It is one of the most common oral conditions that affect the supporting structures of teeth (periodontium) along with gums, including both soft and hard tissues (bone). They can show many symptoms but the common one for which patient seeks professional help is mobile teeth.
This can be caused by various microorganisms that colonize in the plaque (soft deposits on teeth) and/or calculus (hard deposits on teeth). Hence, the predisposing causative factors include:
There are various types of periodontitis (periodontal diseases) based on time period on the onset or how long the condition prevailed, and its association with various factors as follows:
This indicates that the condition had been there for a long time, that is greater than 15 days to one month and can be further divided into localized or generalized. If it involves six or fewer teeth, it is called localized and more than six is called as generalized. This can be seen in adults, more commonly.
Interestingly, this is seen in teenagers and sometimes young adults and is more severe than any other form as it causes rapid destruction of the tissues. Also, plaque and calculus are not the major causative factor. It is mainly attributed to the defective killing property of neutrophils (WBC). Again, they are further divided into localized (incisors and molars, near circumpubertal age) and generalized (three or more teeth other than first molars and incisors, less than 30 years). It is also called early-onset or juvenile periodontitis.
For further details, it is advisable to consult your dentist for a diagnosis of the type of condition you are suffering.
The difference between gingivitis and periodontitis is that gingivitis affects only the gums that surround oral cavity and does not affect bone or other attachment and supporting apparatus of the tooth, whereas, periodontitis affects all the supporting and attachment structures including gums and both hard and soft tissues of the tooth. It can be noted that gingivitis may or may not proceed to periodontitis.
Healthy gums are pale pink in color with firm consistency, surrounding the neck of the tooth, and can have some normal brownish-black melanin pigmentation. When periodontitis is present, you can witness the following symptoms:
A dentist is a trained physician to diagnose and treat this condition. Majority of the patients come with the complaint of bad breath, mobile teeth, sensitivity, stains, and deposits or pain while chewing.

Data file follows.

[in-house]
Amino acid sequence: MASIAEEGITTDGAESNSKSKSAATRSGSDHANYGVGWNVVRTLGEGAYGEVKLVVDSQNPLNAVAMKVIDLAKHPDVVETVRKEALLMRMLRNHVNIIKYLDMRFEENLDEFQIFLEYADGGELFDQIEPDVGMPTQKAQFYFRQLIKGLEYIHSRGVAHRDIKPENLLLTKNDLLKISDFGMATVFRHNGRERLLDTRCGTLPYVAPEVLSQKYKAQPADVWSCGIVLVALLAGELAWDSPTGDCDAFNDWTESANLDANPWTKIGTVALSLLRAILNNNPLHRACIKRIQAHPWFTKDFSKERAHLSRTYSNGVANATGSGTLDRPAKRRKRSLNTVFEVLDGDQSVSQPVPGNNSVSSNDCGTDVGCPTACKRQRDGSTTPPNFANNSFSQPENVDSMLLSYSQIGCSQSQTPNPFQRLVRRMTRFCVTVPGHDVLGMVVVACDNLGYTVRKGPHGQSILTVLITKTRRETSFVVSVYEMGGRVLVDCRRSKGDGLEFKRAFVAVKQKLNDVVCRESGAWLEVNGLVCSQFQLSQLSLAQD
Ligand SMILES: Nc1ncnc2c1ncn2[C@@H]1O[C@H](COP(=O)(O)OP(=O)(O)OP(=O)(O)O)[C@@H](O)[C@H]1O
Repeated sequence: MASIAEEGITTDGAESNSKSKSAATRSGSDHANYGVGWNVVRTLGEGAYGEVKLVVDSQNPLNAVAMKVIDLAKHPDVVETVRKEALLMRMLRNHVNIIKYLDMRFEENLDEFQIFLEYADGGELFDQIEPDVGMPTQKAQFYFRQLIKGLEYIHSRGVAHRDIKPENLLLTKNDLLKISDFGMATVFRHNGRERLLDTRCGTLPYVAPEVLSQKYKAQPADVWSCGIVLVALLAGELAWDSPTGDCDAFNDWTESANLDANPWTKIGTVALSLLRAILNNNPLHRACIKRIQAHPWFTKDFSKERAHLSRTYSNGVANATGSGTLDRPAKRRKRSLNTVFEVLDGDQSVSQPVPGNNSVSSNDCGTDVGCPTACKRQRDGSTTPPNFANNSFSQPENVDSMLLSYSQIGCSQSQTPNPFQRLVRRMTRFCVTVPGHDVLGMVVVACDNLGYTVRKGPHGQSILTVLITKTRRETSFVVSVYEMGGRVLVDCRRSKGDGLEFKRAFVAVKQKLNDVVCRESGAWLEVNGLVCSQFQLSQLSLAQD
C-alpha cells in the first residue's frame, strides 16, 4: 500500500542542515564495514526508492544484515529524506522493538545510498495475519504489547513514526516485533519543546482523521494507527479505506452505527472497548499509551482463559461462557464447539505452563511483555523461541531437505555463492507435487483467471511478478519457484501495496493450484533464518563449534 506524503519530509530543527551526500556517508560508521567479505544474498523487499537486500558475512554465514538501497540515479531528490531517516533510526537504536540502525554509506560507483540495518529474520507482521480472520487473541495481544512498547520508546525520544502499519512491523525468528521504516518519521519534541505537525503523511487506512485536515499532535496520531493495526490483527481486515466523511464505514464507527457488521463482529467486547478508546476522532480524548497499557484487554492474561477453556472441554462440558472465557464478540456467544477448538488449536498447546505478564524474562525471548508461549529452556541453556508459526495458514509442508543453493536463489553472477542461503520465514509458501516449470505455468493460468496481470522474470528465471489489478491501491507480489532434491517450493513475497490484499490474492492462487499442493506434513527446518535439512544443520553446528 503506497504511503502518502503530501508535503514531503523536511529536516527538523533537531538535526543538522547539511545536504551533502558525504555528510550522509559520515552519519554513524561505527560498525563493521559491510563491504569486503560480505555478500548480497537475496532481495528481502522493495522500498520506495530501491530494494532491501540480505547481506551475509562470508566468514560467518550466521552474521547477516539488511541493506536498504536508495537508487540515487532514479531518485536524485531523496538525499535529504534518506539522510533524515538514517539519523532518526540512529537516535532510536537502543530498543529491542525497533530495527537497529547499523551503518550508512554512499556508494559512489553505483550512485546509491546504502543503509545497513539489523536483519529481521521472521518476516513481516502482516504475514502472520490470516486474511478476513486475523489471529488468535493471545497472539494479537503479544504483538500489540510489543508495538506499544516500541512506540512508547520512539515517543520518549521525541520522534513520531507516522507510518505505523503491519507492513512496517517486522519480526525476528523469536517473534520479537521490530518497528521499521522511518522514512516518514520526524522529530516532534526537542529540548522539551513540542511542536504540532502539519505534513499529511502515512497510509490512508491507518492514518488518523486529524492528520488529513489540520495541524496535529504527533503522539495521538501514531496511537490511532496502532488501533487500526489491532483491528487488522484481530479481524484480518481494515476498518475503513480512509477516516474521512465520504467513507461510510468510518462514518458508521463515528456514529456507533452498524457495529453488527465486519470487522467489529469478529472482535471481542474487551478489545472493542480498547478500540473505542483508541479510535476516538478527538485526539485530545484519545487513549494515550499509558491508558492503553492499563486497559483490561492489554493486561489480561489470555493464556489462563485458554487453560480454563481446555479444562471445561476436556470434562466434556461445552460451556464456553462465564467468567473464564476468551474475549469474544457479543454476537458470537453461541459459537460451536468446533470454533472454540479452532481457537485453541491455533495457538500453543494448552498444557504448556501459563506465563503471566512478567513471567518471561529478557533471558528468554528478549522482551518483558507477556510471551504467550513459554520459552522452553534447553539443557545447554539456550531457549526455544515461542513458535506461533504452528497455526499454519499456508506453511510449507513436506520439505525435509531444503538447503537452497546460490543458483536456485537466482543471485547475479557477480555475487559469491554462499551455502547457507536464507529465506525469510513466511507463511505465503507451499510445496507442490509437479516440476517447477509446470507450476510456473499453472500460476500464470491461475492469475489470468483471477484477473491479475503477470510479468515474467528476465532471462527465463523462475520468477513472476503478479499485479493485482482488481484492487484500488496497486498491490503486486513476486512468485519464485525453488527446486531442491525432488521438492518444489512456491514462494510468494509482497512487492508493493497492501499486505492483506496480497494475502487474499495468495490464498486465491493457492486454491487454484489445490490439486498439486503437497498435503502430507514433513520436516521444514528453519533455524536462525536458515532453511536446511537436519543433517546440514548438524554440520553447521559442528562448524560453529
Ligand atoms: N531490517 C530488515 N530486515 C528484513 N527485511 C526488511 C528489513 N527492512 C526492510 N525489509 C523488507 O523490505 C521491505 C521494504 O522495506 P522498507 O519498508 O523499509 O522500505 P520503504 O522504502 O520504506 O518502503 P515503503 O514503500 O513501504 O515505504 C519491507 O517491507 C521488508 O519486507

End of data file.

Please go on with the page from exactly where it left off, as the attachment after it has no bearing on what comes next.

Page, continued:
Initially, a detailed history will be recorded of the patient including personal, medical, previous dental, current complaint, and drug histories which will lead to a provisional diagnosis of the condition. Next, the doctor will go for clinical examination, wherein the status of gums will be checked like for gum bleeding, the extent of deposits, depth of the gingival sulcus (pocket between gum and root surface of the tooth), etc., along with hard tissues (teeth). For mobility, a fremitus test is also done to check for the causative factor of mobility. If it is due to defective occlusion, it can be corrected by a different treatment modality.
After all, this, if required, you may be asked to get an X-ray (OPG or IOPA) to check for the extent of bone loss or presence of any other condition. And, once based on all these, the diagnosis is made, the treatment plan is formatted and carried out.
The treatment can be classified into conservative and surgical.
1. The conservative management involves the follows:
2. The surgical management is done for severe defects and for the tooth that has a better prognosis after the surgery and involves:
After the surgery, a gum (gingival) pack is placed on the surgical site for 7 to 10 days to aid in healing and avoid any gum injury or infection
Once the treatment is done, the patient is recalled for further examination and review in a week and then in a month or six months to one year once based on the severity of the condition. During the follow-up, the oral examination is done and once a satisfactory level of healing is achieved, the next step of treating the other conditions like endodontic (root canal treatment), filling, or replacing the missing or extracted tooth (prosthesis), etc., can be done.
It is always better to prevent any condition before it takes up a disease form. To prevent periodontitis, you can do the following:
Since periodontitis is a very common condition, it is necessary to be aware of the same. A minor doubtful change in your oral cavity needs medical attention. You can consult a dentist regarding diagnosis, details, and treatment of any of the condition affecting the periodontium. The sooner the attention, the more high chances to save the tooth and supporting structures.Last reviewed at: 12.Jan.2019